Quality CDR media for archival storage?

  Diemmess 18:08 07 Jan 2004

My suspicions have become reality and recently found some of my "old CDs" are unreadable.
A recent thread quoted - click here
This is a review site which investigated the readability of various brand disks after artificial ageing.
Following that review, I have spent ages trying to find the high quality brands actually on sale.

Some of the best brand names are made by two different manufacturers, one is in the top bracket, but the other is in a lower quality (unreliable)list though still carrying the premium lable.

I cannot believe that most retailers are going to announce that their catalogued disks are "second rate" or worse, low quality, but if the price of "high quality" Kodak disks on the only site I have found is anything to go by, then some people are due for a shock when they find that precious data is now unrecoverable after 2 years sensible storage.

My question is what do you recommend as truly stable?

  Pesala 19:59 07 Jan 2004

In Burma they record valuable teachings by carving them on marble slabs. Stone inscriptions can still be read that were made thousands of years ago.

When cassette tapes became cheap and popular, all talks were recorded on cassette. They soon found that these deteriorated within a few years, so started transferring them back to reel-to-reel tapes. Now they are transferring to CD, but like you, I expect they will soon fine that tape is actually more reliable.

Tape backup might be more reliable than CD, but still not 100% guaranteed. Whatever media you use, the most reliable method is to make two copies, store them in different locations, and refresh one copy on new media every two or three years.

Statistically, though any media is certain to fail at some point, the chances of two copies failing simultaneously is approximately zero.

  Salinger 23:02 07 Jan 2004

"Archive" and CDR or especially CDRW are more or less mutually exclusive terms, similarly Video tape is prone to "print through". Storing on Hard Drives might be effective but who knows?

  Jonathan314159 23:28 07 Jan 2004

Is there the same problem with dvd? Either the commercial films you buy or the +R or -R you can burn yourself?

  Salinger 23:46 07 Jan 2004

Only time will tell, the vendors sure as hell will not!

  Diemmess 09:57 08 Jan 2004

Interesting answers from everyone....... I suppose I ought not to be surprised that no one offerred a source for the higher quality CD-R packs?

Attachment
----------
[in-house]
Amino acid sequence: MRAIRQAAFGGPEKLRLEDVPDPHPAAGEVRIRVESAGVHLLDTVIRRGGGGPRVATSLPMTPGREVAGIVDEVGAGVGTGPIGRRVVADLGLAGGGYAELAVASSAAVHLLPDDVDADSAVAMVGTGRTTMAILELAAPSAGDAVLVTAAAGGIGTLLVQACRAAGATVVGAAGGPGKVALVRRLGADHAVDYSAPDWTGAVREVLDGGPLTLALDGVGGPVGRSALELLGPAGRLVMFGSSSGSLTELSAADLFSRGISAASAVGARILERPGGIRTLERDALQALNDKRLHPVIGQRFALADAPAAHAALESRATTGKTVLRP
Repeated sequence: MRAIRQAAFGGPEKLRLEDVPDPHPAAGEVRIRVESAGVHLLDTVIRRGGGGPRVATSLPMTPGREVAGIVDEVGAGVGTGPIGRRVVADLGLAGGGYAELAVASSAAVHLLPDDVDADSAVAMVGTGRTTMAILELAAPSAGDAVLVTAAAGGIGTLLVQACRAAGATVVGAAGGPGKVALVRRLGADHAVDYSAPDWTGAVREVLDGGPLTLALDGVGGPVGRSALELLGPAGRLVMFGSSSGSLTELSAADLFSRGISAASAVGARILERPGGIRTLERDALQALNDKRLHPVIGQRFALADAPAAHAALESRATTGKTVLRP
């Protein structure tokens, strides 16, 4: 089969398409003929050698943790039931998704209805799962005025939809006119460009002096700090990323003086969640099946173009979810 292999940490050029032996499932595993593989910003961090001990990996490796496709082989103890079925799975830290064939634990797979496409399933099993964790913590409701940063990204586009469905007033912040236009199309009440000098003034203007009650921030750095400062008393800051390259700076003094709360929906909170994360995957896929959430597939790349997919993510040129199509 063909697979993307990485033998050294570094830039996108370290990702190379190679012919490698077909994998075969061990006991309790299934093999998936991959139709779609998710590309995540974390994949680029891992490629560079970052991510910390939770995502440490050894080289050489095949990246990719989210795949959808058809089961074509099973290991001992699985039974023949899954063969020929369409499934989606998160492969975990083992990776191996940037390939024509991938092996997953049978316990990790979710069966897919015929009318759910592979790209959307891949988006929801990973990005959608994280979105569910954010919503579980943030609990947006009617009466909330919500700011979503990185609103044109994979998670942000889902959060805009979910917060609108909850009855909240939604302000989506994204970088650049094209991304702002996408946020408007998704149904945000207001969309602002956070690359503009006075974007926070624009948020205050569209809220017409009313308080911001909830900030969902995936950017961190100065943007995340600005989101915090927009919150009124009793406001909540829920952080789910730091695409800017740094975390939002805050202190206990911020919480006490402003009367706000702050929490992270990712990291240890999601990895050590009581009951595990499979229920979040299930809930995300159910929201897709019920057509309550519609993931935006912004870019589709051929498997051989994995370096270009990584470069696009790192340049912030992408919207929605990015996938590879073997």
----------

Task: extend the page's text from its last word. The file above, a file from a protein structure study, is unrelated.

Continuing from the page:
I have admit to being underwhelmed by the the RW scene. I would normally save to HD and if the file size is large enough and I want to pass something to a friend, it is by burning a CD or using a memory stick......... It is the downloaded application or data which I might just need a few years down the line............

The failures I have had were probably (sellers own brand) and part of a 50 stack.
I try and play it safe and burn at as slow a speed as I have time for. The burner verifies the finished disk and then I make sure I can read any selected bits.

It was simply the failure of a music complilation that brought on this posting.

  Stuartli 12:24 08 Jan 2004

Tape is not necessary the most reliable medium - if left unused for some time the magnetic fields can be affected because of the failure to spool the tape regularly.

Some DVD media brand names claim that their media has a lifespan of up to 100 years - how they know I don't know, but probably based on multiplying examples of media recorded some time back by the relevant factor... Storage methods will also play a key role.

The website mentioned by Diemmess does reveal the results of such tests and which are the top branded and rebranded CD and DVD media.

  Diemmess 11:15 09 Jan 2004

Am going to tick this to keep the place "tidy"

I am a sceptic over the reliable life of any of the usual ways of archiving data and agree that some are better than others, but none is perfect.

From the cmediaworld site (see first post)I have only been able to find Kodak disks from the High Quality list. ............ It seems that nearly everyone of the listed top brands - ALSO sell a medium or poor quality version under the same name, but made by a different chemical company which (that survey shows) makes only low quality disks.

Retail outlets certainly don't say (maybe don't know) which quality of the big names they are offerring.

3M seem to market only the high quality, but in a long search with Google, I couldn't find a retailer in the UK. Any other suggestions?

If you want a reliable storage medium for pictures you have taken, the best is 35mm film.If you want to save your audio recordings for posterity, then they should be put on vinyl discs.
I always thought these new fangled computer things were just a passing fad :-)

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